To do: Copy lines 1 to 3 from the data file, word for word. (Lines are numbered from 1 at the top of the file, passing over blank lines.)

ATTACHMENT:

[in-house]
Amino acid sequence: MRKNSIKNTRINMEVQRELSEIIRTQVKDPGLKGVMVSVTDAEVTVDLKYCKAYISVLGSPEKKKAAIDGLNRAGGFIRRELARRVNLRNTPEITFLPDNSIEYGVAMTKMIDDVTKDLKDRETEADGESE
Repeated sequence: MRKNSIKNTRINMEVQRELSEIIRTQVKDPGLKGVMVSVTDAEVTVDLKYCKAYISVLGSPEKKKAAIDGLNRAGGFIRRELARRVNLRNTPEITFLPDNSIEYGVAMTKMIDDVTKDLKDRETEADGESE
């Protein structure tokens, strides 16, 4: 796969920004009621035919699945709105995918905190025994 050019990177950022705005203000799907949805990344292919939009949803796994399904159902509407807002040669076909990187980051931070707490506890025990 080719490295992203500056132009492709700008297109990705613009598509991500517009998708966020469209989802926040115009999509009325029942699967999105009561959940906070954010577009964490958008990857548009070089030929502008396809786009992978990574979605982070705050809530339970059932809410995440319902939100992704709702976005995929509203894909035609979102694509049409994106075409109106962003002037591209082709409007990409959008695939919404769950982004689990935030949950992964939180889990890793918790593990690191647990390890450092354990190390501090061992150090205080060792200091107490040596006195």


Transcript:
[in-house]
Amino acid sequence: MRKNSIKNTRINMEVQRELSEIIRTQVKDPGLKGVMVSVTDAEVTVDLKYCKAYISVLGSPEKKKAAIDGLNRAGGFIRRELARRVNLRNTPEITFLPDNSIEYGVAMTKMIDDVTKDLKDRETEADGESE
Repeated sequence: MRKNSIKNTRINMEVQRELSEIIRTQVKDPGLKGVMVSVTDAEVTVDLKYCKAYISVLGSPEKKKAAIDGLNRAGGFIRRELARRVNLRNTPEITFLPDNSIEYGVAMTKMIDDVTKDLKDRETEADGESE